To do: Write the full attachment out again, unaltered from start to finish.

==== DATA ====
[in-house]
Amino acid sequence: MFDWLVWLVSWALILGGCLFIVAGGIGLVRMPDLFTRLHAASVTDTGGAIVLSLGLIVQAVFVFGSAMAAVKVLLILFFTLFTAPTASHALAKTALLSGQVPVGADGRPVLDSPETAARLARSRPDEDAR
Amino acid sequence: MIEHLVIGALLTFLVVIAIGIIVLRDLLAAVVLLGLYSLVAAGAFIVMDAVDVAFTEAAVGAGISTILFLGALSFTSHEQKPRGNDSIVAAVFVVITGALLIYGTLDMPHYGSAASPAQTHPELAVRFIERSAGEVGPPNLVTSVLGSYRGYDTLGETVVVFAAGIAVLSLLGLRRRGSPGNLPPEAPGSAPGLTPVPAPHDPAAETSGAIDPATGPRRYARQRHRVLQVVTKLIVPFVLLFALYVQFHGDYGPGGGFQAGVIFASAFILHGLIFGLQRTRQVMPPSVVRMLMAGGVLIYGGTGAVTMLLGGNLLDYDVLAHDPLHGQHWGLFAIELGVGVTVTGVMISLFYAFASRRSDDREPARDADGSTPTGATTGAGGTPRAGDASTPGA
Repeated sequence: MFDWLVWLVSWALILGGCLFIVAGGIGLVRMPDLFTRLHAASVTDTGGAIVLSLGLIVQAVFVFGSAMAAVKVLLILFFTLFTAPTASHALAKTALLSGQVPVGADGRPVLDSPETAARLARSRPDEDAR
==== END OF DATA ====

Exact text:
[in-house]
Amino acid sequence: MFDWLVWLVSWALILGGCLFIVAGGIGLVRMPDLFTRLHAASVTDTGGAIVLSLGLIVQAVFVFGSAMAAVKVLLILFFTLFTAPTASHALAKTALLSGQVPVGADGRPVLDSPETAARLARSRPDEDAR
Amino acid sequence: MIEHLVIGALLTFLVVIAIGIIVLRDLLAAVVLLGLYSLVAAGAFIVMDAVDVAFTEAAVGAGISTILFLGALSFTSHEQKPRGNDSIVAAVFVVITGALLIYGTLDMPHYGSAASPAQTHPELAVRFIERSAGEVGPPNLVTSVLGSYRGYDTLGETVVVFAAGIAVLSLLGLRRRGSPGNLPPEAPGSAPGLTPVPAPHDPAAETSGAIDPATGPRRYARQRHRVLQVVTKLIVPFVLLFALYVQFHGDYGPGGGFQAGVIFASAFILHGLIFGLQRTRQVMPPSVVRMLMAGGVLIYGGTGAVTMLLGGNLLDYDVLAHDPLHGQHWGLFAIELGVGVTVTGVMISLFYAFASRRSDDREPARDADGSTPTGATTGAGGTPRAGDASTPGA
Repeated sequence: MFDWLVWLVSWALILGGCLFIVAGGIGLVRMPDLFTRLHAASVTDTGGAIVLSLGLIVQAVFVFGSAMAAVKVLLILFFTLFTAPTASHALAKTALLSGQVPVGADGRPVLDSPETAARLARSRPDEDAR